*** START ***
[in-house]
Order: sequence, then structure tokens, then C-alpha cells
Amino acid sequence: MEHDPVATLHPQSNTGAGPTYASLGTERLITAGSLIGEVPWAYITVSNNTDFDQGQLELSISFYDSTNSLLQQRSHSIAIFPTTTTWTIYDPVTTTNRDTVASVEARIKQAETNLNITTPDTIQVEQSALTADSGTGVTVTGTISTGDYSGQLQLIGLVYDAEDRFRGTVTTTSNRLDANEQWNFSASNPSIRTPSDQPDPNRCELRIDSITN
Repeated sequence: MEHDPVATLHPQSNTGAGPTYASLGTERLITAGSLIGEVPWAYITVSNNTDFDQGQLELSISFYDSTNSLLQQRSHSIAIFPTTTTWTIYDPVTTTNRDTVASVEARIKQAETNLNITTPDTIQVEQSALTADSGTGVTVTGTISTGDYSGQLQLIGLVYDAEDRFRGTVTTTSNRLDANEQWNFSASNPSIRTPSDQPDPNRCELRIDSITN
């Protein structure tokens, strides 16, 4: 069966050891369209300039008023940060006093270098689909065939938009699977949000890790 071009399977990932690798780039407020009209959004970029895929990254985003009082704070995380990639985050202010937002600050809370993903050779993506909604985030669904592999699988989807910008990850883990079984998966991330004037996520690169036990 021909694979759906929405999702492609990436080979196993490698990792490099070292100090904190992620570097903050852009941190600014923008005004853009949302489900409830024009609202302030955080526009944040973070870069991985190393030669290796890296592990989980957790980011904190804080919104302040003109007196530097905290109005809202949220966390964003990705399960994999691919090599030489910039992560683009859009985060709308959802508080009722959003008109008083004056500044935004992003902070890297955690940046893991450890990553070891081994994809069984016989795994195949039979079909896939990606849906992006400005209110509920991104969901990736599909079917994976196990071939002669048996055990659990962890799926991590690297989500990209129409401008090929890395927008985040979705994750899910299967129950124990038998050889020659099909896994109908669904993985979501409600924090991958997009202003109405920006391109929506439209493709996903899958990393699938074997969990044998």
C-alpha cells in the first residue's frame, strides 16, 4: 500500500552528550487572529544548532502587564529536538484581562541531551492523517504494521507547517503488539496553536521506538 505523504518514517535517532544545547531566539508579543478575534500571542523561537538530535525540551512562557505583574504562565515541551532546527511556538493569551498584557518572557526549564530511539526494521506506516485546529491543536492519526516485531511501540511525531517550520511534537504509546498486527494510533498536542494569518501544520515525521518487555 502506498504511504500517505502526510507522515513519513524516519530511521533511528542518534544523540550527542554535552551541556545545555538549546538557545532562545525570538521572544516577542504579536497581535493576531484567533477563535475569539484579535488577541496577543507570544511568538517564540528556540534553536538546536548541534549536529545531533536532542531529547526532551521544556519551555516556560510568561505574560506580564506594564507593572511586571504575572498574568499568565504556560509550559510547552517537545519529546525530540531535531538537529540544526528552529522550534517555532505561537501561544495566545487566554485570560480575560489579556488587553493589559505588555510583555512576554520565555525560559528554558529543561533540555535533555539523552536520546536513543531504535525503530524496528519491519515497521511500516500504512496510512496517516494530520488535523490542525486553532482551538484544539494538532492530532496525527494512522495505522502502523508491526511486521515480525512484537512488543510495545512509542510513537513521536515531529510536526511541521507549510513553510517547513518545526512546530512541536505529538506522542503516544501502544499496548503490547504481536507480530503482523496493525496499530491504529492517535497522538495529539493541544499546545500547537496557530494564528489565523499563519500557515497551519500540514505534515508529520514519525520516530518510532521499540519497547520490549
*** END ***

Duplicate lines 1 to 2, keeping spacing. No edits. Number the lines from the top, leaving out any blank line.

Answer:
[in-house]
Order: sequence, then structure tokens, then C-alpha cells